Where I Turn Into Agatha Christie

Welcome to my 2nd instalment of the 30 Day Writing Challenge πŸ™‚

Day 2 – Open a book – pick a sentence and use that as the first line in a piece.

Ok, so I picked a book from my shelf, copied out a sentence in my notebook and put the book back. Do you think I can blooming remember which book it was? LMAO!

“The gateman didn’t ask him about the drowsy man with the dark sunglasses who was half asleep on the passenger seat.”

So he drove straight through and into the large enclosed courtyard.

“Good evening Sir.” Yates approached the car and opened the drivers door.

“Good evening Yates. I’m afraid Mr Ramsey is slightly worse for wear.”

Yates peered across at the slouched figure of Ramsey. “Oh dear Sir, did Mr Ramsey consume too much champagne in London?”

Edward Mandrell pulled at the sports cars hand brake, turned off the ignition and released his seat belt. He climbed out of his seat as Yates held the door.

“Ah, you know him well Yates!” Edward slapped the butler on the back as he made his way up the stone steps to the front door, taking two at a time. At the open door he paused and turned. “Is my wife at home Yates?”

“Yes sir, she’s in the library.”

Without even a thank you Edward entered the imposing Victoria mansion.

Edward was born in India to a family who considered themselves Aristocracy. Truth be told, it was only his great grandfather who had made the family’s fortune, prior to that the Mandrells had been farmers in Somerset. But thanks to an unfortunate sinking of a cargo ship and great grandfather George’s opportunistic nature the family estate in Bath now included thousands of acres and a stately home that rivalled Buckingham Palace. Edward was sure he had only ever been in a 3rd of the rooms the house contained. As a small boy he’d become lost in the East Wing, which put an end to his exploring.

He made his way purposefully to the library. It had been several days since he’d seen his wife Daphne and there was much to discuss. He threw open the double oak doors.

“Darling!” He expected to see Daphne sitting in her favourite chair, book in hand, her glasses perched on the tip of her nose, but her chair was empty.

His eyes searched the room for some clue to her location. A lit cigarette in the ashtray or a hot cup of tea on the table beside her chair would indicate she’d just left the room, but neither of these things were present.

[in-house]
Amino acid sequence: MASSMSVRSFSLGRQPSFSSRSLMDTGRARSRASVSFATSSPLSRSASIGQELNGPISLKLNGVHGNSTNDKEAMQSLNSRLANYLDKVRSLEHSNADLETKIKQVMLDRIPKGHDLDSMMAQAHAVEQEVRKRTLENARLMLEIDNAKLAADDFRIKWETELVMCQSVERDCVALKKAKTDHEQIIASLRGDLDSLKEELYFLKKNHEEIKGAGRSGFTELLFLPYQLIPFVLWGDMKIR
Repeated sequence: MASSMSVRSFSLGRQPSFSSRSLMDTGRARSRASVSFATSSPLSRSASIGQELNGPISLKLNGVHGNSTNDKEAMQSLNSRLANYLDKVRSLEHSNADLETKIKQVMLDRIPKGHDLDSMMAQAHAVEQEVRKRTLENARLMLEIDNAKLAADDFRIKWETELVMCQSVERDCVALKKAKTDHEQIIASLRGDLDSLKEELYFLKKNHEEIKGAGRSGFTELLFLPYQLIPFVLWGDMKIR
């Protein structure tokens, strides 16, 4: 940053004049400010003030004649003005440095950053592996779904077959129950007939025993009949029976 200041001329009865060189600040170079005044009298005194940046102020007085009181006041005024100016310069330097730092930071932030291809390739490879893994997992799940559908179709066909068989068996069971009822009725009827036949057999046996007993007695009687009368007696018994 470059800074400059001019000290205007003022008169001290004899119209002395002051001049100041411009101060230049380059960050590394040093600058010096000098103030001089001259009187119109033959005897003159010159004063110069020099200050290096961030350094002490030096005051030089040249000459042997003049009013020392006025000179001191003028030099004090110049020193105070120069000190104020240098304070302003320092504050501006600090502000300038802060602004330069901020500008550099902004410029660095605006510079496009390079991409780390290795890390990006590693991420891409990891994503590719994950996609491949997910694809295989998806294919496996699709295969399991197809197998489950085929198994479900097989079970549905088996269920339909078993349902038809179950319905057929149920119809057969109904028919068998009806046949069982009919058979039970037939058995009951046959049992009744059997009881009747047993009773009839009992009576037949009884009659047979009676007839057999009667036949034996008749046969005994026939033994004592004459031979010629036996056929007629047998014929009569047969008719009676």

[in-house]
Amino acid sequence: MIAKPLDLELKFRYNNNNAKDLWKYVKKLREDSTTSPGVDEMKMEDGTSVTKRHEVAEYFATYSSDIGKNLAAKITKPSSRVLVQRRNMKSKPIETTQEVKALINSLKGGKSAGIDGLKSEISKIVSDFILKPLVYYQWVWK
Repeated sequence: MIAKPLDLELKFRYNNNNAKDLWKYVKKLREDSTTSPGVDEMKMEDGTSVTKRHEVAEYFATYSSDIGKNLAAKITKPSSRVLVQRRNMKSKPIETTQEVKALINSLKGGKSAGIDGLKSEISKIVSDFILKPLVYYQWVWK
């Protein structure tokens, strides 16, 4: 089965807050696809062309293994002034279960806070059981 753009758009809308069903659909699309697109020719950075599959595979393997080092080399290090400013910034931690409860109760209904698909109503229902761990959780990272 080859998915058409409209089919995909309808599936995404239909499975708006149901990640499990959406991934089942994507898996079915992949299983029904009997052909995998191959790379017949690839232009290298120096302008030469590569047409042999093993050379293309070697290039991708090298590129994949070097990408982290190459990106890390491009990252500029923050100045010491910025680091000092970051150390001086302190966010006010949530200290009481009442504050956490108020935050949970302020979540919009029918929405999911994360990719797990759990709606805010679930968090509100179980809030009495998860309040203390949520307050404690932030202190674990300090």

But as he entered, the doors creaked as they swayed closed behind him, revealing one of his wife’s navy shoes, sticking out from behind the overstuffed chaise lounge. And then, he noticed the blood…..

I wrote this one morning in the main lounge at Swanwick, inspired by the photos adorning the walls of what the house looked like in the late 1800’s and early 1900’s.


Ok, this will probably end up languishing in my notebook, and before you ask, no, I don’t know who Ramsey is, what they were doing in London, or what’s happened to poor Daphne *sniggers*

Be interested to hear your ideas and thoughts πŸ™‚

20 thoughts on “Where I Turn Into Agatha Christie

  1. Too bad you don’t remember the book, great sentence
    But as he entered, the doors creaked as they swayed closed behind him – nice phrase – start of a good short story


    • Thanks Sue πŸ™‚

      Ha ha ha, I thought that phrase was quite clunky. Rewrote it a couple of times as, in my mind I could see him entering and initially, the door obscuring the view of his wife’s foot.

      Not sure, I don’t tend to write the start of short stories, I write the start of novels lol



  2. Want to read more Vikki… when it comes to life of course. When is it set? House suggested around WWII but the seat-belt later.
    But feel easier to get at least one novel written at a time… well the first draft so it can mature in bottom drawer. My problem is the bottom drawer is getting very full.
    When I get an idea, I just assemble notes on it for later use as a possible novel.


    • Thanks Roland πŸ™‚

      Ahhhhh, yeah, I did fleetingly think about whether they had seatbelts then…I was thinking the 1930’s. Originally the car was a Mercedes, but then I realised that I don’t even know what makes of car were around then 😦

      No, I’m not starting ANOTHER novel, well, not yet anyway πŸ˜‰



  3. This was fabulous! You drew me in right away and you did an excellent job creating the tone and Victorian setting. When I was writing examples for my FB page to go with these challenges I didn’t even get as creative as you are. I just wanted to share a small paragraph or so to help others get their creative juices flowing. Is it weird that I want to do my own challenge again, as if I didn’t make it up? lol πŸ˜›


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